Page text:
Posthumanist panic cinema? The films of Andrew Niccol

Baldwin, Jon (2015) Posthumanist panic cinema? The films of Andrew Niccol. Cinema - Journal of Philosophy and the Moving Image, 7. pp. 86-106. ISSN 1647-8991

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Official URL: http://cjpmi.ifilnova.pt/

Abstract / Description

The inauthentic, body manipulation, body enhancement, virtuality, infotainment, commercial colonisation, simulation – this, as the character Taransky suggests, typifies our age. These familiar motifs of the posthuman condition, as well as media surveillance, virtual reality, cloning, artificial intelligence, genetic engineering, biometrics, drones, and so on, feature in the popular films of Andrew Niccol.They can be seen to represent and express anxiety around the posthuman condition. Niccol wrote The Truman Show (1998) and was writer and director of Gattaca (1997), S1m0ne (2002), In Time (2011), and Good Kill (2014). A consideration that links these films is a reflection upon posthuman cinema itself. For instance there is the oppressive nature of the posthuman post-cinematic camera as hidden surveillance tool in Truman, the notion of posthuman computer-generated ‘synthespians’ replacing human actors in S1m0ne, and the posthuman post-cinematic camera as precision bomber in Good Kill. In this article I suggest that each of the films under consideration stages a posthuman problem which is subsequently met with a humanist remedy. The films foreground posthuman issues such as media surveillance and simulation (The Truman Show), cloning and genetic engineering (Gattaca), virtual reality and digital media (S1m0ne), biometrics and neoliberalism (In Time), and mediated war and unmanned aerial vehicles (Good Kill). Variants of the humanist solution to these issues include an authentic real, a space beyond mediation, an outside of media ecology (The Truman Show), a human spirit that is not reducible to materiality (Gattaca), an authentic identity, and actual rather than virtual reality (S1m0ne), an innate sense of justice and outside to the flow of neoliberal finance (In Time), and face-to-face rather than screen-to-screen relationality, and a real war in comparison to a virtual war (Good Kill).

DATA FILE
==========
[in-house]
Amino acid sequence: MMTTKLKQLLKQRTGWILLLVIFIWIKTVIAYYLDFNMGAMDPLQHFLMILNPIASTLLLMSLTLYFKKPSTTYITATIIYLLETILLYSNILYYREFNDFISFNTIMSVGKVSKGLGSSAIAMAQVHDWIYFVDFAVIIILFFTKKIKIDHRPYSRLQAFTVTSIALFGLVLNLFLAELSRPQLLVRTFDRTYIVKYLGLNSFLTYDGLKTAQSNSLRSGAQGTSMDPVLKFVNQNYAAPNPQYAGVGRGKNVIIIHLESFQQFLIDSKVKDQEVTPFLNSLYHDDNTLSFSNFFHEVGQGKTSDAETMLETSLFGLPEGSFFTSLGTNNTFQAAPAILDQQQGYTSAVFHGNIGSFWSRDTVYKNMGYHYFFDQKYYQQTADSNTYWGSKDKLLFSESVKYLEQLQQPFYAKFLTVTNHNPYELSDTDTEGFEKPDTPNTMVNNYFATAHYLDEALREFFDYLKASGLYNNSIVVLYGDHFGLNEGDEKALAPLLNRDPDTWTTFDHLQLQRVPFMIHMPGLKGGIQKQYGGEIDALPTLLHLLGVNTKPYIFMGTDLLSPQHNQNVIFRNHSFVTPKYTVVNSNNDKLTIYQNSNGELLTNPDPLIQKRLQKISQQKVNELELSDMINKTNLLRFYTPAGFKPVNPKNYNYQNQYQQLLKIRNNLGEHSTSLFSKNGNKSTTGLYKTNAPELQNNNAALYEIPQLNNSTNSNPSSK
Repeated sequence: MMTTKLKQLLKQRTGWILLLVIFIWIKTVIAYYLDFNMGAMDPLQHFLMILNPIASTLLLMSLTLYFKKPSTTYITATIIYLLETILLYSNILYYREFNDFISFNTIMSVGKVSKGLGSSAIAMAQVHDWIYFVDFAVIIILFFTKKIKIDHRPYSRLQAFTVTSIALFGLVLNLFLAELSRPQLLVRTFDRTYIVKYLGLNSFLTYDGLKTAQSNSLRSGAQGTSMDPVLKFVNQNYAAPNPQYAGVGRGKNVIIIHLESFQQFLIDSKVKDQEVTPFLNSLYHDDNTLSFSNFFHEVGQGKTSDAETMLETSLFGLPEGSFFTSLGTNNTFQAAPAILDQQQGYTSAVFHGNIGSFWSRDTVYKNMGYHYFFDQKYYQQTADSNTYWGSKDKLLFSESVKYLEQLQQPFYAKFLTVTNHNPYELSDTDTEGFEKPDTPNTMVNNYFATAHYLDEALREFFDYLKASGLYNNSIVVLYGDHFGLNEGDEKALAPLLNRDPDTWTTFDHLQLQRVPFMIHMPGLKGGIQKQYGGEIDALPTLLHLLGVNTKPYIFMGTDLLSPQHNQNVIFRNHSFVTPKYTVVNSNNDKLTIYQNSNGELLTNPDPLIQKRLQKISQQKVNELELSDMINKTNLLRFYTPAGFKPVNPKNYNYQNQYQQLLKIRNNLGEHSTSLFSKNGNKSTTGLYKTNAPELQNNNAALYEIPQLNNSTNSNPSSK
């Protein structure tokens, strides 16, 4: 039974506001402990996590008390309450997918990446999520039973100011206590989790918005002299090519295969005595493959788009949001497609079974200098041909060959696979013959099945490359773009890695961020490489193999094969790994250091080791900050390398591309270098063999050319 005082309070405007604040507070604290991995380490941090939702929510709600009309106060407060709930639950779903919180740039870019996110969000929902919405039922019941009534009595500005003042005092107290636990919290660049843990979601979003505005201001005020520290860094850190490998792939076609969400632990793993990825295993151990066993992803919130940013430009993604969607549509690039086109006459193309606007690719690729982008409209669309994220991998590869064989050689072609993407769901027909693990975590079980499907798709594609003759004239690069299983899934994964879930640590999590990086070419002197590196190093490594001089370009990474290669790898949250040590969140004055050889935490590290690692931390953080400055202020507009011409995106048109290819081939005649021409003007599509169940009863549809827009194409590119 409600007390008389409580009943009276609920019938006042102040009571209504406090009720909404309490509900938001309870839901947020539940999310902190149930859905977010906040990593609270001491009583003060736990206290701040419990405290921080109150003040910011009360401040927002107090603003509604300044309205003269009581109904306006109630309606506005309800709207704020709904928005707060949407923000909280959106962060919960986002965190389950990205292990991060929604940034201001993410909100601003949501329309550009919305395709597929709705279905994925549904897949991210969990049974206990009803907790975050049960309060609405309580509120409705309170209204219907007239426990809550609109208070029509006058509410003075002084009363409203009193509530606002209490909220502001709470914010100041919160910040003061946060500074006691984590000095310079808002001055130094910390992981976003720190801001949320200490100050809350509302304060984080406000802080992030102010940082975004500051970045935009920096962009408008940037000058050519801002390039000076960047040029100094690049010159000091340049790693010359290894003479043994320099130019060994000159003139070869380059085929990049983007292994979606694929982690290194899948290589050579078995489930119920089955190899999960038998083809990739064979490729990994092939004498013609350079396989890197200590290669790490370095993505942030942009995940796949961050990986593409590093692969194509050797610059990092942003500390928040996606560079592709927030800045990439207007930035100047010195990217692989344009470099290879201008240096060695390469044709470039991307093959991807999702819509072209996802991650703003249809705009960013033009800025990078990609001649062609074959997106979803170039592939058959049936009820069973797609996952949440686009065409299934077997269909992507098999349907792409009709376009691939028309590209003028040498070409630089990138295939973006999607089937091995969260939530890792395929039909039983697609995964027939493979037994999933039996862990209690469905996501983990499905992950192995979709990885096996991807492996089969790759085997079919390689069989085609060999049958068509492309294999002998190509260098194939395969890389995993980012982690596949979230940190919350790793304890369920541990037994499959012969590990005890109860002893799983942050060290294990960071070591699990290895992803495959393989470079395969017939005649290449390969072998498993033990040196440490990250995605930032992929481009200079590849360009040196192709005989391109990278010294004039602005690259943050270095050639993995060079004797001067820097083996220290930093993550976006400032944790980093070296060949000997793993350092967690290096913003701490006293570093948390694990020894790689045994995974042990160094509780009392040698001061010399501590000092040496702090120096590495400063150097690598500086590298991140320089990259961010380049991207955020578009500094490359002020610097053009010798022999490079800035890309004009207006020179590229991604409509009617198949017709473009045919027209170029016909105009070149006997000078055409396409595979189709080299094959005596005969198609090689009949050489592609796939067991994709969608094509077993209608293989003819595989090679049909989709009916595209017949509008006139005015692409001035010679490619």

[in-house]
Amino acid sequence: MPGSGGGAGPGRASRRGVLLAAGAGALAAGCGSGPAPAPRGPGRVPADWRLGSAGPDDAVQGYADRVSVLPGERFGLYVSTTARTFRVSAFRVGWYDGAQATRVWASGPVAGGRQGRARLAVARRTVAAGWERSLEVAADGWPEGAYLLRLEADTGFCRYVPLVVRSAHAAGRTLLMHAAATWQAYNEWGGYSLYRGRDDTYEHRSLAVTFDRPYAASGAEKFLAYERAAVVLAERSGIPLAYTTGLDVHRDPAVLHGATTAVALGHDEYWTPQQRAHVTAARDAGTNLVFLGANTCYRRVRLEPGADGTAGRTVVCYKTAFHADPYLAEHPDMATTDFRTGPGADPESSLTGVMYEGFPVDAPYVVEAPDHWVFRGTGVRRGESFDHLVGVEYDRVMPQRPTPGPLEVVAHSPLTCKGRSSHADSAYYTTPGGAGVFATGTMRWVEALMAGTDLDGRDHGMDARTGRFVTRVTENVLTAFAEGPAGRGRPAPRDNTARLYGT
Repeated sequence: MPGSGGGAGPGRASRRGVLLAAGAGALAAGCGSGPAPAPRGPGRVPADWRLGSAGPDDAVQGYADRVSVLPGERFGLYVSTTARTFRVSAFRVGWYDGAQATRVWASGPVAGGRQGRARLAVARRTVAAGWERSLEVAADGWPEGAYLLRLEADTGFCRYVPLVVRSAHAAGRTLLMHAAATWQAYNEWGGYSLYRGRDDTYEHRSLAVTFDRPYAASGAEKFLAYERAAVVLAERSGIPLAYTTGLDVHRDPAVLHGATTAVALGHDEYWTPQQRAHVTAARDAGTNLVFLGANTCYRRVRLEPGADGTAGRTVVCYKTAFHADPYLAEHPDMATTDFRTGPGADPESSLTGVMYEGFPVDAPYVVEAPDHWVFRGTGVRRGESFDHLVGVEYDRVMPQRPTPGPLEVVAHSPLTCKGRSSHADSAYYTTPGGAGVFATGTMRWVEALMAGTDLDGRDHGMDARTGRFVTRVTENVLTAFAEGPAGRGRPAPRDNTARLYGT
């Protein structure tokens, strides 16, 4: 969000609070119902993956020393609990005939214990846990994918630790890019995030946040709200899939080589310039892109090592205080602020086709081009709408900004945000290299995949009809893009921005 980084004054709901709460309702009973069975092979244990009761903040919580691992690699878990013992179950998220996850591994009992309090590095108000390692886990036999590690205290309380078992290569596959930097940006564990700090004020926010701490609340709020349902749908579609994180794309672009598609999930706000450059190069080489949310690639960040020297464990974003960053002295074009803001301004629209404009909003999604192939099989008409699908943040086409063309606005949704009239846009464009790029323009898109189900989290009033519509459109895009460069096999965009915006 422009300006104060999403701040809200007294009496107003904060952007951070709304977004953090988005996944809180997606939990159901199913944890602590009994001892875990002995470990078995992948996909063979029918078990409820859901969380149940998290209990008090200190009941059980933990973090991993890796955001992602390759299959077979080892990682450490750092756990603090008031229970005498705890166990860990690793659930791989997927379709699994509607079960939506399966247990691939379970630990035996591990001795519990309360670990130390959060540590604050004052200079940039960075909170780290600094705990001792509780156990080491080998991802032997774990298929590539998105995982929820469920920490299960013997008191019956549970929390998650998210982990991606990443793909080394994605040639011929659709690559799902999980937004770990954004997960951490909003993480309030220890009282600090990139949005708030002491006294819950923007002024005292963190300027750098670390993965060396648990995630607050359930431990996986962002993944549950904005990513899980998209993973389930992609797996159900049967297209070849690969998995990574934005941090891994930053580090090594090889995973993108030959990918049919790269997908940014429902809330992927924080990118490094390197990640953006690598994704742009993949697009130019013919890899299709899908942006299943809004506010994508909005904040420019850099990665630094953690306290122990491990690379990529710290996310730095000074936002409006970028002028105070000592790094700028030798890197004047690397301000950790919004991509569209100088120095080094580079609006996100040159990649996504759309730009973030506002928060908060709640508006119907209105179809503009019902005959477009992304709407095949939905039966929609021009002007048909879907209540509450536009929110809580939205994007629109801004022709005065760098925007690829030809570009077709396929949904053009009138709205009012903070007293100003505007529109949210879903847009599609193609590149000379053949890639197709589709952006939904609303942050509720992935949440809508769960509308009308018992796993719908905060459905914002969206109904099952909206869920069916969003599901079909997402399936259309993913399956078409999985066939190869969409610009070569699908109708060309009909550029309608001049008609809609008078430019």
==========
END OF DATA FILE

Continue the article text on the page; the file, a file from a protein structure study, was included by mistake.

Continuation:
Item Type: Article
Uncontrolled Keywords: Niccol, Andrew; Gattaca (1997); The Truman Show (1998); S1m0ne (2002); In Time (2011); Good Kill (2014); films; filmmaking; film directors; filmmakers; screenwriters
Subjects: 700 The arts; fine & decorative arts > 790 Recreational & performing arts
Department: School of Computing and Digital Media
Depositing User: Jon Baldwin
Date Deposited: 09 May 2019 10:46
Last Modified: 09 May 2019 10:46
URI: http://repository.londonmet.ac.uk/id/eprint/4818

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